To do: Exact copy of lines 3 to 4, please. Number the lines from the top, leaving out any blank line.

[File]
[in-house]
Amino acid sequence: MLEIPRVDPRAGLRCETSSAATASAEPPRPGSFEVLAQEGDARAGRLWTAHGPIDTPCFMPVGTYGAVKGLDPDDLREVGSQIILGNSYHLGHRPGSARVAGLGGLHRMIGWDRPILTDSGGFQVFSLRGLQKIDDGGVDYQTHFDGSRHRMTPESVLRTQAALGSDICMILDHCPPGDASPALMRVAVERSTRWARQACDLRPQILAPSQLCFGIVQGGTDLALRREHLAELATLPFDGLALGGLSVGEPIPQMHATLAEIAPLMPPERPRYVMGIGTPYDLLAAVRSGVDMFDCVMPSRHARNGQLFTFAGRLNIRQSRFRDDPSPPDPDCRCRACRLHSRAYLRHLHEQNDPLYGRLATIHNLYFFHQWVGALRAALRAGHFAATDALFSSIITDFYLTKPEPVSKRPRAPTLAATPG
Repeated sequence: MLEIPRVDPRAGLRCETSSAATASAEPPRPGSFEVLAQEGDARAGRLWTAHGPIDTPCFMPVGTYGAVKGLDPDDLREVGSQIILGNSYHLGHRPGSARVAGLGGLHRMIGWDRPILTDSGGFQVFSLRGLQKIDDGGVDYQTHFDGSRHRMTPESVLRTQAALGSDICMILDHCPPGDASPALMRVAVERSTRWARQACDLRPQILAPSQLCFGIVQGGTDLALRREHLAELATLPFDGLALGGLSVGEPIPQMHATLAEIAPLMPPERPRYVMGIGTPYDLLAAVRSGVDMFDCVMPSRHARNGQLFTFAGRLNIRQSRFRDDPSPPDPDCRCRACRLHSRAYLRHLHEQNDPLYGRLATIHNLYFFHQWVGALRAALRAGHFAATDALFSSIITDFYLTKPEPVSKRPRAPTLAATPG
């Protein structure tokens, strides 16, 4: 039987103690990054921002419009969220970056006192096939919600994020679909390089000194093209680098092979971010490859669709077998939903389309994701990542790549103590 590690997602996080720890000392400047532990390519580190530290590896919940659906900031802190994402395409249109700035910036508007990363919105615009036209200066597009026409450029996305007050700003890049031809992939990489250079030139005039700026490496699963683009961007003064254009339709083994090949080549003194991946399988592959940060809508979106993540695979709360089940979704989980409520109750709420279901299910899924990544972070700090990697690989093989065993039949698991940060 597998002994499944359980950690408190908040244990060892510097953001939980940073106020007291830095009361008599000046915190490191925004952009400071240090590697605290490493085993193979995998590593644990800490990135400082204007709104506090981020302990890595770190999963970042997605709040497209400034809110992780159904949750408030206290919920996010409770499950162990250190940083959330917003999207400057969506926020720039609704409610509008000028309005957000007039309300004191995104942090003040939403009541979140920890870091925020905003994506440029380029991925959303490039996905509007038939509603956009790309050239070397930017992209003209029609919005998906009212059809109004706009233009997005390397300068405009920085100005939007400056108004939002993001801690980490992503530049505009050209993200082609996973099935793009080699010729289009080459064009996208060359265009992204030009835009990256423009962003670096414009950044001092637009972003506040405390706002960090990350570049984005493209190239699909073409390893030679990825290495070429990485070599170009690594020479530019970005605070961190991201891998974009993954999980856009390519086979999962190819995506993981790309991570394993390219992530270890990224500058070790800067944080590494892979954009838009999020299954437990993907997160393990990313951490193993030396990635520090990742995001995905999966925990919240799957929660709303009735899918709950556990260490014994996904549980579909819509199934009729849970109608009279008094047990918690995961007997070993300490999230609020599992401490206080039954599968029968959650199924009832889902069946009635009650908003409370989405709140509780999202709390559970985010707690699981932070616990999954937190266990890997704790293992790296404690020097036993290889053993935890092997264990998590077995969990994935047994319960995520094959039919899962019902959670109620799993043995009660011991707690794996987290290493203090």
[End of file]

Repeated sequence: MLEIPRVDPRAGLRCETSSAATASAEPPRPGSFEVLAQEGDARAGRLWTAHGPIDTPCFMPVGTYGAVKGLDPDDLREVGSQIILGNSYHLGHRPGSARVAGLGGLHRMIGWDRPILTDSGGFQVFSLRGLQKIDDGGVDYQTHFDGSRHRMTPESVLRTQAALGSDICMILDHCPPGDASPALMRVAVERSTRWARQACDLRPQILAPSQLCFGIVQGGTDLALRREHLAELATLPFDGLALGGLSVGEPIPQMHATLAEIAPLMPPERPRYVMGIGTPYDLLAAVRSGVDMFDCVMPSRHARNGQLFTFAGRLNIRQSRFRDDPSPPDPDCRCRACRLHSRAYLRHLHEQNDPLYGRLATIHNLYFFHQWVGALRAALRAGHFAATDALFSSIITDFYLTKPEPVSKRPRAPTLAATPG
């Protein structure tokens, strides 16, 4: 039987103690990054921002419009969220970056006192096939919600994020679909390089000194093209680098092979971010490859669709077998939903389309994701990542790549103590 590690997602996080720890000392400047532990390519580190530290590896919940659906900031802190994402395409249109700035910036508007990363919105615009036209200066597009026409450029996305007050700003890049031809992939990489250079030139005039700026490496699963683009961007003064254009339709083994090949080549003194991946399988592959940060809508979106993540695979709360089940979704989980409520109750709420279901299910899924990544972070700090990697690989093989065993039949698991940060 597998002994499944359980950690408190908040244990060892510097953001939980940073106020007291830095009361008599000046915190490191925004952009400071240090590697605290490493085993193979995998590593644990800490990135400082204007709104506090981020302990890595770190999963970042997605709040497209400034809110992780159904949750408030206290919920996010409770499950162990250190940083959330917003999207400057969506926020720039609704409610509008000028309005957000007039309300004191995104942090003040939403009541979140920890870091925020905003994506440029380029991925959303490039996905509007038939509603956009790309050239070397930017992209003209029609919005998906009212059809109004706009233009997005390397300068405009920085100005939007400056108004939002993001801690980490992503530049505009050209993200082609996973099935793009080699010729289009080459064009996208060359265009992204030009835009990256423009962003670096414009950044001092637009972003506040405390706002960090990350570049984005493209190239699909073409390893030679990825290495070429990485070599170009690594020479530019970005605070961190991201891998974009993954999980856009390519086979999962190819995506993981790309991570394993390219992530270890990224500058070790800067944080590494892979954009838009999020299954437990993907997160393990990313951490193993030396990635520090990742995001995905999966925990919240799957929660709303009735899918709950556990260490014994996904549980579909819509199934009729849970109608009279008094047990918690995961007997070993300490999230609020599992401490206080039954599968029968959650199924009832889902069946009635009650908003409370989405709140509780999202709390559970985010707690699981932070616990999954937190266990890997704790293992790296404690020097036993290889053993935890092997264990998590077995969990994935047994319960995520094959039919899962019902959670109620799993043995009660011991707690794996987290290493203090």